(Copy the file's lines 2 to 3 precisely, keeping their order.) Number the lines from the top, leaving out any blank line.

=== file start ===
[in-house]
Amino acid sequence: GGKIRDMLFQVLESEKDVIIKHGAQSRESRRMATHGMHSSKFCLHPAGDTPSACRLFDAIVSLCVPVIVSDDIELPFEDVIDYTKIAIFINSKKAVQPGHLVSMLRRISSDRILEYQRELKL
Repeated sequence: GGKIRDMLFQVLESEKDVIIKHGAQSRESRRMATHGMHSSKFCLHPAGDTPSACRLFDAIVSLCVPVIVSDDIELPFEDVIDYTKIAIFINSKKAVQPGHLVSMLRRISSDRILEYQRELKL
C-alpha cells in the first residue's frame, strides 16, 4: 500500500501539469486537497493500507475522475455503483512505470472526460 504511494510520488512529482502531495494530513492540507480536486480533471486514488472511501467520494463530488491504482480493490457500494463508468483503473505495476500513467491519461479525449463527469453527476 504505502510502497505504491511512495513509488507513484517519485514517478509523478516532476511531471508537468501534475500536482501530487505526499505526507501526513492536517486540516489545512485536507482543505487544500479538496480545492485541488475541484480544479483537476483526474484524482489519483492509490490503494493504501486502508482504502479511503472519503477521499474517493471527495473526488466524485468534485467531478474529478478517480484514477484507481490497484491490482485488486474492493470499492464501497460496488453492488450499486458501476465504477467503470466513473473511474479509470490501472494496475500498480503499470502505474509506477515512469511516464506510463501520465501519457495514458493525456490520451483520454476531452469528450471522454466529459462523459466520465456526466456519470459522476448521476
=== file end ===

Amino acid sequence: GGKIRDMLFQVLESEKDVIIKHGAQSRESRRMATHGMHSSKFCLHPAGDTPSACRLFDAIVSLCVPVIVSDDIELPFEDVIDYTKIAIFINSKKAVQPGHLVSMLRRISSDRILEYQRELKL
Repeated sequence: GGKIRDMLFQVLESEKDVIIKHGAQSRESRRMATHGMHSSKFCLHPAGDTPSACRLFDAIVSLCVPVIVSDDIELPFEDVIDYTKIAIFINSKKAVQPGHLVSMLRRISSDRILEYQRELKL